You can’t manage your way through change, you have to lead

tennis player

The brains of our ancestors evolved to notice change because change might mean one of three things: food, sex, or death.

So when so much of our world is changing all at once, it is hardly surprising if our brains get a little overwhelmed.

One response could be to ignore some of the information coming at us. But this is risky: when everything is changing, an issue that didn’t matter yesterday might easily become important today.

So if we want to use change to become stronger we can’t just ignore things, we have to learn to make sense of more information, faster.

One way to do this might seem to be to use computers. But computers bring their own problems:

  • First, as this article in Harvard Business Review points out, the data used by computers can often be flawed, lulling us into a false sense of security
  • Second, even with perfect data, the information computers provide is not reality, it is a reflection of the assumptions programmed into the computer by (flawed) human beings — and as the Boeing 737-Max crashes showed, the assumptions made by human programmers sitting at their desks might not hold true in a time of crisis or change.
  • Third, using computers to process more information more quickly simply brings us back to the same bottleneck: our own inability to process information. And this time we have more data to think about, from more sources.

So if we want to use this time of change to become stronger, what we need to do is to increase our own capacity for processing information.

The fact is, our brains are still 30 times more powerful than the fastest supercomputers. We’ve probably all had the experience of the answer to a difficult problem suddenly popping into our heads out of nowhere. When this happens it is not our conscious, thinking minds that are bringing us the answers, it is our unconscious intuition.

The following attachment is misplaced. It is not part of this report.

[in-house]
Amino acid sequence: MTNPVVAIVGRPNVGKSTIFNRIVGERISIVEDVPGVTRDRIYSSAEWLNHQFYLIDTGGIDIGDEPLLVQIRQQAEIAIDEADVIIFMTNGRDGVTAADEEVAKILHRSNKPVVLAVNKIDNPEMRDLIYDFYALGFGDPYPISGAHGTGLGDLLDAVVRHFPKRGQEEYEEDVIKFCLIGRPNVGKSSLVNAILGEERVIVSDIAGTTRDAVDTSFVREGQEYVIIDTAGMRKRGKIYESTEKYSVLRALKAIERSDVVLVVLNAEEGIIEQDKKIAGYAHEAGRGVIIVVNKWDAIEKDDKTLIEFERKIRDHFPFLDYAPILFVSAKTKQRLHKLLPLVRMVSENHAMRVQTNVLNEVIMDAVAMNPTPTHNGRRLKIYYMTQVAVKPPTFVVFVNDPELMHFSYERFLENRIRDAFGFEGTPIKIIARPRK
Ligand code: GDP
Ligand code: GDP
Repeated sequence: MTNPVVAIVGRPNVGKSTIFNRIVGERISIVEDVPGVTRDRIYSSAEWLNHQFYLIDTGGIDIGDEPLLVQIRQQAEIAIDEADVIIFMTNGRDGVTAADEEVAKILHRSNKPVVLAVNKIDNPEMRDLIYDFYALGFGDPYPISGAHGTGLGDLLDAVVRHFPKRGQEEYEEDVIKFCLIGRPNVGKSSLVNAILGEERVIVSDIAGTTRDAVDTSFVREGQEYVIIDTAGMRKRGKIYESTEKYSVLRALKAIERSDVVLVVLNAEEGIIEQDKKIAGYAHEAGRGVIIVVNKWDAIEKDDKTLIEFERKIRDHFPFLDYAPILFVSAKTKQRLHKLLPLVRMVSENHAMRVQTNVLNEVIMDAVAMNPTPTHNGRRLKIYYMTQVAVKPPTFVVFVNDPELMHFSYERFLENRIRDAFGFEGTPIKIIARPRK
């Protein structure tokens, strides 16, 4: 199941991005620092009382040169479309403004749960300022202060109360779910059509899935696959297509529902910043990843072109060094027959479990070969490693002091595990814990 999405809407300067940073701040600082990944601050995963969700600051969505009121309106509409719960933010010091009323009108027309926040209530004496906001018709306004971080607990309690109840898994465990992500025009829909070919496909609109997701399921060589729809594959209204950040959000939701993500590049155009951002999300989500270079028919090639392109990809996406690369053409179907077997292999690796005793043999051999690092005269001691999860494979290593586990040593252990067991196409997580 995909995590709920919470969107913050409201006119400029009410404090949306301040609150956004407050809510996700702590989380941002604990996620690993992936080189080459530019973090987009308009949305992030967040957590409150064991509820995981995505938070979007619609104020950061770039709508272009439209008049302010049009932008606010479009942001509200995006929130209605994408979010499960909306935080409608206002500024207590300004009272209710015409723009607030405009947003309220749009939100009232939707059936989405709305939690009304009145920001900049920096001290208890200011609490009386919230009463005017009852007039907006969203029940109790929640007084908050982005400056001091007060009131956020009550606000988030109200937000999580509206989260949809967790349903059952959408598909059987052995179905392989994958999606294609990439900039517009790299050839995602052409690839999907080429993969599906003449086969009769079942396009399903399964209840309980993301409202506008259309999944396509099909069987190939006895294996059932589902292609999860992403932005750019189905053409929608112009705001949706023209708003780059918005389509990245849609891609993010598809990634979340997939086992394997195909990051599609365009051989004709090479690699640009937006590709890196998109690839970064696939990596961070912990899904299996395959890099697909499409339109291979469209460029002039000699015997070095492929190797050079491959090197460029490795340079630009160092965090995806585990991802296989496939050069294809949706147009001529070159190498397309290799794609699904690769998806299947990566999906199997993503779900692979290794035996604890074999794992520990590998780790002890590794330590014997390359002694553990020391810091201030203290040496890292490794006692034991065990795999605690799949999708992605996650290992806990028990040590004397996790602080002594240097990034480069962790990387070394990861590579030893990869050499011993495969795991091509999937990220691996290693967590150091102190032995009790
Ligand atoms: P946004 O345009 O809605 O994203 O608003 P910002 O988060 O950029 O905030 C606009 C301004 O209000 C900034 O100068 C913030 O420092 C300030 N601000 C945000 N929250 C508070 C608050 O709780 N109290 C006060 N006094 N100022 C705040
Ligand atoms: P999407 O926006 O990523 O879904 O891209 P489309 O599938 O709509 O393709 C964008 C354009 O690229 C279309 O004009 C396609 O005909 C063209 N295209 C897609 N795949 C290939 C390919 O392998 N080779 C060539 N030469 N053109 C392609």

Neuroscientists estimate that we are only conscious of about five percent of our cognitive activity — 95 percent is unconscious. So if we can learn to harness the power of our unconscious minds we can hugely increase our capacity to process information.

Often this happens best in the moments of most extreme stress and improvisation: when top sportspeople leap and stretch in an instant to put the ball exactly where they want it to go it is not their conscious, thinking minds that are telling them what to do but their unconscious intuition. When we stop thinking we can achieve great things. And like sportspeople, we can train ourselves to get better with practice.

The bottom line is this: management is about implementing the agreed way forward. But to do that you first have to choose the way forward. And that requires leadership.

You can’t manage your way through change you have to lead.

And that means you have to increase your capacity for processing more information more quickly. This is the second step to becoming antifragile.

Have you ever found yourself trying to process too much information? Have you ever had an intuition that turned out to be correct? Would it be useful to learn to call upon your intuition more easily, more reliably, and more often?

Adapted from Inner Leadership: a framework and tools for building inspiration in times of change.

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